They drop the battery (which means disconnecting the coolant line, and electrical connectors), add sheet metal to the tunnel, put a low coolant sensor on the radiator for the battery coolant line and but it all back together. There have been at least 5-6 reported cracked radiators, a few “bad” or mis-wired sensors for the coolant level, and others have had the battery overheat or car shutdown because of the sensor. In one coolant got into the electronics due to sloppy mechanics when they disconnected the coolant lines.
Every single problem you listed is dealer caused in one way or another, that’s why I and others repeatedly said find a different dealer, your dealers is incompetent and they suck.
We almost never had members complain about the Volt before March and that’s when dealers started doing the recalls, or whatever the PC term is. It’s been non-stop lately the issues and complaints, and almost every one of the issues can be traced backed to poor dealer workmanship.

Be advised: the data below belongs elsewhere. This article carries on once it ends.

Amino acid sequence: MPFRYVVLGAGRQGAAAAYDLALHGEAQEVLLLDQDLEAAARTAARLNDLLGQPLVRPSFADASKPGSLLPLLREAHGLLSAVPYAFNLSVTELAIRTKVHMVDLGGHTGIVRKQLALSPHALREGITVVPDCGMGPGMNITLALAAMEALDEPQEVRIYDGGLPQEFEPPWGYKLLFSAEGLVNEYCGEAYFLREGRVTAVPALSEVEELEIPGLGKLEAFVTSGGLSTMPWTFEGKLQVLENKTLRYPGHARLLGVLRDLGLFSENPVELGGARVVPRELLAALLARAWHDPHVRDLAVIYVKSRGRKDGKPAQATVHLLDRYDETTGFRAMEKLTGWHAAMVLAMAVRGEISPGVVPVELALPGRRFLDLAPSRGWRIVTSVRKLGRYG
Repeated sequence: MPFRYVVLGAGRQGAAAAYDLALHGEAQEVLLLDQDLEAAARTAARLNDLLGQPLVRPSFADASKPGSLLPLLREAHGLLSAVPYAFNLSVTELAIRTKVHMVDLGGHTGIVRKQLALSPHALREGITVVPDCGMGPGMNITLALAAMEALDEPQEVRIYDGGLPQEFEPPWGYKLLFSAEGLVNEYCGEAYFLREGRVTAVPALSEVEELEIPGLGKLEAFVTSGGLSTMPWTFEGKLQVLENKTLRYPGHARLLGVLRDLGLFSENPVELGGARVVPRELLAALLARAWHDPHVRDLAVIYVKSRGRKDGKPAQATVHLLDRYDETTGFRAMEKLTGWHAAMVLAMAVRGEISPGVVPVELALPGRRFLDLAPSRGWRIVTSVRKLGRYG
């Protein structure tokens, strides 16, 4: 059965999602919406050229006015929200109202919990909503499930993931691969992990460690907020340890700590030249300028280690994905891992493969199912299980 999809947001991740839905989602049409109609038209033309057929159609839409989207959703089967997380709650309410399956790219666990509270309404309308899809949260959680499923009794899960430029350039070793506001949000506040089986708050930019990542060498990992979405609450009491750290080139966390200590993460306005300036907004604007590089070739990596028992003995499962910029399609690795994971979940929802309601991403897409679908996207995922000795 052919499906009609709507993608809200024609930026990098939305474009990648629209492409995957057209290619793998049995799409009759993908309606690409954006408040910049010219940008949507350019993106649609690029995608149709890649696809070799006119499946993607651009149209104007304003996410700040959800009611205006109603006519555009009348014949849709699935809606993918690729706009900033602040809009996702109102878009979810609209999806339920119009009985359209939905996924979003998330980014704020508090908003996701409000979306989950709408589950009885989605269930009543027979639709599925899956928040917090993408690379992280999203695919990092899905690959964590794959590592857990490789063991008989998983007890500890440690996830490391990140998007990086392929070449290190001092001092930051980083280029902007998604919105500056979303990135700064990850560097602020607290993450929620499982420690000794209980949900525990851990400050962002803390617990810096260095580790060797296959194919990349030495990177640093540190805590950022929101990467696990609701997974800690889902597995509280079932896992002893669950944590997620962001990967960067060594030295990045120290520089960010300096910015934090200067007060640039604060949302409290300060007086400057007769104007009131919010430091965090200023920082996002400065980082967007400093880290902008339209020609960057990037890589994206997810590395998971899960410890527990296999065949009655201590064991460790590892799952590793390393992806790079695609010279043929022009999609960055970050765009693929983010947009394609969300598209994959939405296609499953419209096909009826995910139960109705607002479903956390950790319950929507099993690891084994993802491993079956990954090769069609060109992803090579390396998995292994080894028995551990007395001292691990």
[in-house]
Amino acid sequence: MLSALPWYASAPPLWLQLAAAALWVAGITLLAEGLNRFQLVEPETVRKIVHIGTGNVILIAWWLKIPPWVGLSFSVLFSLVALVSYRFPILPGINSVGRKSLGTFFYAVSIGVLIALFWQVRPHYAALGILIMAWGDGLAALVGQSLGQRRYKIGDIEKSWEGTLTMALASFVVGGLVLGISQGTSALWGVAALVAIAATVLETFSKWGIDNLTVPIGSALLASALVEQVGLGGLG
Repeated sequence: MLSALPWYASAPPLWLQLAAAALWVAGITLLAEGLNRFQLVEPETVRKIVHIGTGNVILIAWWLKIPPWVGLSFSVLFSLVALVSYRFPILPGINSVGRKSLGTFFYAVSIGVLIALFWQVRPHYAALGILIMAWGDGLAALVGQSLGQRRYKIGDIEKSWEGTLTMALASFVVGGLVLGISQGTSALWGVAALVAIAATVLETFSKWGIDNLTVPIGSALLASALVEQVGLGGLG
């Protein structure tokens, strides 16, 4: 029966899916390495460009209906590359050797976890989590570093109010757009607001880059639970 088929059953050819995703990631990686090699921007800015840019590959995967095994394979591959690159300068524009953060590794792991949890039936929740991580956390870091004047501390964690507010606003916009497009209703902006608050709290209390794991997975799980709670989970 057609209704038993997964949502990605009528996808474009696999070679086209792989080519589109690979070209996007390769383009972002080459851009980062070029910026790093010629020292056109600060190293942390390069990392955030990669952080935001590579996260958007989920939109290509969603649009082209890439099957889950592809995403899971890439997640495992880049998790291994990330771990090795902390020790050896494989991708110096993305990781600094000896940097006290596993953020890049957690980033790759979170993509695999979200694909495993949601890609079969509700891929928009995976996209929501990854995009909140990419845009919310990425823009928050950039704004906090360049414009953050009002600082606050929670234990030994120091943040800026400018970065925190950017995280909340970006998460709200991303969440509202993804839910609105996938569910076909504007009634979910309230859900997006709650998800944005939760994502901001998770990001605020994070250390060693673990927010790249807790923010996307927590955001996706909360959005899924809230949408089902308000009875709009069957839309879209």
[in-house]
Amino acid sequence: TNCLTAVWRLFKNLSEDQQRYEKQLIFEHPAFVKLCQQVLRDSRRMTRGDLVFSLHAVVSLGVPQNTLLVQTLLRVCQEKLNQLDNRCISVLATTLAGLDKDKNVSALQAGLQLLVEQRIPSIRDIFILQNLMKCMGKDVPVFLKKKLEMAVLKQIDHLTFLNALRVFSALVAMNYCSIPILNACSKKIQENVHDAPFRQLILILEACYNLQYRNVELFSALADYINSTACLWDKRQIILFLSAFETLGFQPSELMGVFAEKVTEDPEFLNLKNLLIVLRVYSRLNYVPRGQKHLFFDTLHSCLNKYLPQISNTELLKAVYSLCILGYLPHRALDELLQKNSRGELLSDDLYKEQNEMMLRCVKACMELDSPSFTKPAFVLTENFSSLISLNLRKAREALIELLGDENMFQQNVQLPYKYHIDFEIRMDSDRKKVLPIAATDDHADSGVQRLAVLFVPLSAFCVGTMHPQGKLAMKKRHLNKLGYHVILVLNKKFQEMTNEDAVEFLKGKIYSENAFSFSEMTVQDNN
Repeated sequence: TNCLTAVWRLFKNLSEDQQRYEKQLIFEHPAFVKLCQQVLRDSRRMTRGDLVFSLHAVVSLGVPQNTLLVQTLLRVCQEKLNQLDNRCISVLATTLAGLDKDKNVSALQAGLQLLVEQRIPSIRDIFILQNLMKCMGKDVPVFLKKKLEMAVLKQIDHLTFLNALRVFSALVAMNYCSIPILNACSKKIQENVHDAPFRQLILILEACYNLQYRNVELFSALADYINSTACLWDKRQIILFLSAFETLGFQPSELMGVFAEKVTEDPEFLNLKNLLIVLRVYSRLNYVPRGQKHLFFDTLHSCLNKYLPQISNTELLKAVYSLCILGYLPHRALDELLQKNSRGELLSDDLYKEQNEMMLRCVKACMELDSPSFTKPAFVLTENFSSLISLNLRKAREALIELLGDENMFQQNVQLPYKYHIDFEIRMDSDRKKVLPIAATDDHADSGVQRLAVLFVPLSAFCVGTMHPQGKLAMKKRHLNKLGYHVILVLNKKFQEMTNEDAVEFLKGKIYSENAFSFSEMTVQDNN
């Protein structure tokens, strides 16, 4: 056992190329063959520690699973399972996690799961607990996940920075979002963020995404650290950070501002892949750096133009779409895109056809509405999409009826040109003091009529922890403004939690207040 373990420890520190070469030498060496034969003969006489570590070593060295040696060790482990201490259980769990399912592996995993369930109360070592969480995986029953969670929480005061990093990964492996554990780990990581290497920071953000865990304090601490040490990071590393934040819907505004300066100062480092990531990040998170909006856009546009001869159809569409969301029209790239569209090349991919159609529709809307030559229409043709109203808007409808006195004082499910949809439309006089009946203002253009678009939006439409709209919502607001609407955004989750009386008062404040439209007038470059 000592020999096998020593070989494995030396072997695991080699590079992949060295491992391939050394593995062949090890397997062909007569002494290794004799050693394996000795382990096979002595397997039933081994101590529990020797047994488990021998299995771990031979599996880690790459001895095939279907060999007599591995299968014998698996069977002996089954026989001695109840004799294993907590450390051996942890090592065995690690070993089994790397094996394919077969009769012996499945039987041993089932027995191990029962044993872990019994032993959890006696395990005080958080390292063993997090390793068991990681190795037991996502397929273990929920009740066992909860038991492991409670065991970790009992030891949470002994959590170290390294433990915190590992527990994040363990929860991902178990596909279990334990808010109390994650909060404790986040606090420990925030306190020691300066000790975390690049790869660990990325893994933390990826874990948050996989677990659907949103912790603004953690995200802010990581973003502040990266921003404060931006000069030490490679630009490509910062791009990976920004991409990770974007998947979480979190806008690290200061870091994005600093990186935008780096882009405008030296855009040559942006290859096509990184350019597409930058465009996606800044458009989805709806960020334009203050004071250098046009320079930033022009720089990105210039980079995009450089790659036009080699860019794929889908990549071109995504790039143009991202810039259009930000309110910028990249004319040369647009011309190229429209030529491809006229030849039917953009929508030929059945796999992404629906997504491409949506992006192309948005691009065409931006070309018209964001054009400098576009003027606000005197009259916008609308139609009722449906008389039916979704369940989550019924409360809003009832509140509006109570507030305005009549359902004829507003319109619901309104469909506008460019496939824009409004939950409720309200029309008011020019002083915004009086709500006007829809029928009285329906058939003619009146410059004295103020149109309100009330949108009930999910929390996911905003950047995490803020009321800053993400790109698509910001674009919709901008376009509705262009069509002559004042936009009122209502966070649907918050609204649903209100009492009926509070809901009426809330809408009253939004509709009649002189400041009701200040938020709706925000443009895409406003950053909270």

These guys can find ways to f— up oil changes, and now GM has them doing an enhancement that takes a pair of mechanics over 9 hours.
Makes sense to us. We’ve been working with our Volt Advisor, Kelsey, as well as other advisors in her absence. We’ve also been working with the dealership. Today is the 8th day that the Volt has been gone, stuck in service to get this problem repaired. It’s now ready to be picked up, but we’ve lost all confidence that this car is safe to drive. Again, I’m referring to this specific car–not the entire Chevy Volt line of vehicles. We’ve made this clear to the dealership and to the Volt Advisor team.
We’ve saved hundreds of dollars in gas in the time we’ve owned the vehicle when compared to the Cadillac CTS we’d had before the Volt. The car is fun to drive, and it feels good to be emissions-free for almost the entire duration. The problem is that the Volt–our specific Volt–is defective and due to either a manufacturer error or a service error (but definitely not user error) the electric propulsion system failed at a time where I really needed it to work. In the 70 days since we drove it home, it’s been in service for 15 days, an average of once every two weeks.
We plan on speaking with the Volt Advisor team again today. We’ll update with what Chevy is gonna do to help. I’m not really confident that this will turn out.